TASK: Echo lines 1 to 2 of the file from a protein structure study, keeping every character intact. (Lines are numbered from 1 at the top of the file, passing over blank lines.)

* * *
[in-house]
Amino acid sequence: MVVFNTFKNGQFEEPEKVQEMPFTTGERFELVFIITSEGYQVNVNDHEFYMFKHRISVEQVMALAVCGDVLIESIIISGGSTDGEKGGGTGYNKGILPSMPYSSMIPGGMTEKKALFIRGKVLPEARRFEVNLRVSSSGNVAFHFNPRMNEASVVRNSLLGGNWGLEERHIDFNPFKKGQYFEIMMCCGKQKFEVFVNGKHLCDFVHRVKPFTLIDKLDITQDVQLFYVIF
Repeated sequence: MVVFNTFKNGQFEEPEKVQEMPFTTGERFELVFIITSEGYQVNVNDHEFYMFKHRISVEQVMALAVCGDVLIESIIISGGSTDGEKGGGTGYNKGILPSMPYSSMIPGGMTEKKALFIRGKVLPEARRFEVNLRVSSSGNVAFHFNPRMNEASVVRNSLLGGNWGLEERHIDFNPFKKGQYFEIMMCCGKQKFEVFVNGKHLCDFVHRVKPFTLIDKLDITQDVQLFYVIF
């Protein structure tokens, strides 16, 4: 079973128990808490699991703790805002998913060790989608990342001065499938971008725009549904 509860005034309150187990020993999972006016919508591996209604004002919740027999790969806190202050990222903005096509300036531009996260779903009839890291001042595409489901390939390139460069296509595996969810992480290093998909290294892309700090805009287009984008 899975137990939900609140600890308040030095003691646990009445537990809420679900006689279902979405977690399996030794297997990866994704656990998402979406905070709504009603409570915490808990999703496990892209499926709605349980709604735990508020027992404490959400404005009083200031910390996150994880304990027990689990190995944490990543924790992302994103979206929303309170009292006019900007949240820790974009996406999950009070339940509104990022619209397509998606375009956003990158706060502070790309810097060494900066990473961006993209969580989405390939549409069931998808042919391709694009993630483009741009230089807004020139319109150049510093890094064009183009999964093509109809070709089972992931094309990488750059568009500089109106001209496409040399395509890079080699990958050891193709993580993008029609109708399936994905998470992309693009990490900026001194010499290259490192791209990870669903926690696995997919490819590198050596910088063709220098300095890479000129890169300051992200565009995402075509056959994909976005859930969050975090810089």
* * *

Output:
[in-house]
Amino acid sequence: MVVFNTFKNGQFEEPEKVQEMPFTTGERFELVFIITSEGYQVNVNDHEFYMFKHRISVEQVMALAVCGDVLIESIIISGGSTDGEKGGGTGYNKGILPSMPYSSMIPGGMTEKKALFIRGKVLPEARRFEVNLRVSSSGNVAFHFNPRMNEASVVRNSLLGGNWGLEERHIDFNPFKKGQYFEIMMCCGKQKFEVFVNGKHLCDFVHRVKPFTLIDKLDITQDVQLFYVIF